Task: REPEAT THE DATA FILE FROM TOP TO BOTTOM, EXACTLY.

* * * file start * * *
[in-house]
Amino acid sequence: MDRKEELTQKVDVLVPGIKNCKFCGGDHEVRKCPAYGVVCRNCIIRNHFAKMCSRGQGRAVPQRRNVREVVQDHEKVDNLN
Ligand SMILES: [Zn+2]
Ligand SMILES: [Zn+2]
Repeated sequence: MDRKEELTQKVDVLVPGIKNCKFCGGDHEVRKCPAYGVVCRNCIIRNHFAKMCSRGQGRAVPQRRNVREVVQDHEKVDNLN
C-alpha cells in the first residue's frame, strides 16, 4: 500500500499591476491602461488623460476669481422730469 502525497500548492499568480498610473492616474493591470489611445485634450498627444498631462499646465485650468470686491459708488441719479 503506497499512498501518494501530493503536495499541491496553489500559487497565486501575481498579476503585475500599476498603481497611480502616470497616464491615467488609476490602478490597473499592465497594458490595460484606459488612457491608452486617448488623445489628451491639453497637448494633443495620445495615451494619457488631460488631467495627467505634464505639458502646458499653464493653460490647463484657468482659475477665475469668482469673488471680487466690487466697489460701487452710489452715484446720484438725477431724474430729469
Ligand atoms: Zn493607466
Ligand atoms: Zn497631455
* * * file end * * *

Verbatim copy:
[in-house]
Amino acid sequence: MDRKEELTQKVDVLVPGIKNCKFCGGDHEVRKCPAYGVVCRNCIIRNHFAKMCSRGQGRAVPQRRNVREVVQDHEKVDNLN
Ligand SMILES: [Zn+2]
Ligand SMILES: [Zn+2]
Repeated sequence: MDRKEELTQKVDVLVPGIKNCKFCGGDHEVRKCPAYGVVCRNCIIRNHFAKMCSRGQGRAVPQRRNVREVVQDHEKVDNLN
C-alpha cells in the first residue's frame, strides 16, 4: 500500500499591476491602461488623460476669481422730469 502525497500548492499568480498610473492616474493591470489611445485634450498627444498631462499646465485650468470686491459708488441719479 503506497499512498501518494501530493503536495499541491496553489500559487497565486501575481498579476503585475500599476498603481497611480502616470497616464491615467488609476490602478490597473499592465497594458490595460484606459488612457491608452486617448488623445489628451491639453497637448494633443495620445495615451494619457488631460488631467495627467505634464505639458502646458499653464493653460490647463484657468482659475477665475469668482469673488471680487466690487466697489460701487452710489452715484446720484438725477431724474430729469
Ligand atoms: Zn493607466
Ligand atoms: Zn497631455